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To run a successful business, you need to prioritize the safety of your employees. Part of keeping your employees safe is putting protocols in place for emergencies, such as fires and tornadoes, with a well-thought-out evacuation action plan. To help you learn how to put plans like this in place, we’ll specifically go through the process of how to make a fire evacuation plan for your office.
Plan for Every Scenario
First thing’s first, assess all of the potential fire hazards in your facility. These fire hazards may include combustible material handled within the facility or even something as simple as an oven in the kitchen. Once you do this, plan for every possible scenario in which a fire can occur due to that hazard so that you can properly structure escape routes around them. You should also consider potential outdoor hazards—for example, if your facility is in an area that is susceptible to wildfires.
Create a Clear Chain of Command
To avoid chaos breaking out during fires, you’ll need a clear chain of command for such situations. To create this, you need to assign roles such as the fire warden, who will oversee the whole event and ensure doors are closed, the building is empty, and all employees are present after reaching the assembly area.
You should also choose an assistant fire warden (who will promptly alert employees and authorities if a fire erupts), floor monitors (who will make sure their designated area is clear of pedestrians once an evacuation is in place), route leaders (who will ensure escape routes are clear and calmly escort employees along them), and designated fire extinguisher experts.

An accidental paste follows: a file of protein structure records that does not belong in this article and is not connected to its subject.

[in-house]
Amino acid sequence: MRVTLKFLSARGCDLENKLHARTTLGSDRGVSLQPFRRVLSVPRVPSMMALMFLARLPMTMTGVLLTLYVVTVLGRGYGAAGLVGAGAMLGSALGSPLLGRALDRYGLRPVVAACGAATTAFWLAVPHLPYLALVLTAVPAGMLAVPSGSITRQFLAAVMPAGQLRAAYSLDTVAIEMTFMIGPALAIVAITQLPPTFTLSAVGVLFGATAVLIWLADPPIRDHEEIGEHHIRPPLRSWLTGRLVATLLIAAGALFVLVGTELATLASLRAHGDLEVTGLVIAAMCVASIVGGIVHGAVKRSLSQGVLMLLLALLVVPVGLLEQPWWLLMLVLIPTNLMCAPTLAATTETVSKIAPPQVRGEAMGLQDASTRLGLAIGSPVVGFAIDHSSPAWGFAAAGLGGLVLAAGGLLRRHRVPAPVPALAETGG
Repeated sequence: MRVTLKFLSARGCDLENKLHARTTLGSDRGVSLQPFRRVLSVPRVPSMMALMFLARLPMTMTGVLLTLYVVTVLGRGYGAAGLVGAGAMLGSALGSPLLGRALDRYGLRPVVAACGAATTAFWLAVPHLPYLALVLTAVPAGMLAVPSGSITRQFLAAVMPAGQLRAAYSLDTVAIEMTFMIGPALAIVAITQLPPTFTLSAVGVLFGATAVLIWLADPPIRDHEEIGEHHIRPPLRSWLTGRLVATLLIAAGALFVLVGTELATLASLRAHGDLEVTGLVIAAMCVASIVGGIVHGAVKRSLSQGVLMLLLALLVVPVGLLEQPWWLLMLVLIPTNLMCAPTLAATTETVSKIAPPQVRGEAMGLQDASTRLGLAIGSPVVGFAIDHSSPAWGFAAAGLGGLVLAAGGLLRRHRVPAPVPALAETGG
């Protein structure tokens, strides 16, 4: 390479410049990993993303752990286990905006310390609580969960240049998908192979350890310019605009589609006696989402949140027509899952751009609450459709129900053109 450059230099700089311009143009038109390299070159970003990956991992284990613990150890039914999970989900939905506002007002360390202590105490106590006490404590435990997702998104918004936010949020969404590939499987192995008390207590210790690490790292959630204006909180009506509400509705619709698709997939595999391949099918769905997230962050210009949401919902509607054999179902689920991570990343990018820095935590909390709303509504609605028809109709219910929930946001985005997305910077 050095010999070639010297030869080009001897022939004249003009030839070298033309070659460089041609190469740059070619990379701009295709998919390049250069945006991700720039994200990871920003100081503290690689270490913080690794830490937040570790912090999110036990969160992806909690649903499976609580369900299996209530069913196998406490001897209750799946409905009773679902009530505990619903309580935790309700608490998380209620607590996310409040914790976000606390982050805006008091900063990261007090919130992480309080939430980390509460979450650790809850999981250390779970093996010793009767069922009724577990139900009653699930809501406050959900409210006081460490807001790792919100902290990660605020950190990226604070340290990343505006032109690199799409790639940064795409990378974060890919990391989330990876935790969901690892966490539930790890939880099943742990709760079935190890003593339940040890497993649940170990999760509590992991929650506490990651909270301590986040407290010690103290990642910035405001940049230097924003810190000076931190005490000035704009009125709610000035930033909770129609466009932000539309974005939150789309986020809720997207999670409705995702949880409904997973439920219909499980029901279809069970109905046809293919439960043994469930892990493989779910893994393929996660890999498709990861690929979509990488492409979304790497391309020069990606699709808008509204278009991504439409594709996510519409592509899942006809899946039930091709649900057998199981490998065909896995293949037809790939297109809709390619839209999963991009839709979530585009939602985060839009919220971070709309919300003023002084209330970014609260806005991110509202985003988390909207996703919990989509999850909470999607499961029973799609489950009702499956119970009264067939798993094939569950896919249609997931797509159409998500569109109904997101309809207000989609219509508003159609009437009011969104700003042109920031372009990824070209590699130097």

It’s important that the employees chosen for these roles receive proper training to ensure they carry out responsibilities correctly during an actual emergency. For instance, it’s great to have a fire extinguisher expert to put out small fires. However, they should understand when it’s safer for them to evacuate with everyone else instead of recklessly trying to put out a raging fire with a single extinguisher.
Map Out and Display Escape Routes
Once you have the chain of command in place, as well as every possible fire escape route, it’s time to put together a map that will guide employees during relevant emergencies. These evacuation maps should be visible throughout the building and prominently feature multiple escape paths, all exits, and safe assembly zones away from the premises so that employees can gather for headcounts and reports.
As you can see, there’s a lot to consider when you’re first learning how to make a fire evacuation plan for your office. Plus, even when you do that, there are still plenty of other fire safety measures to take, such as installing and regularly inspecting fire alarm systems. It might be a lot to take in, but if an emergency does break out, and if you do manage to get everyone out safely, you’ll be very happy you took evacuation planning so seriously.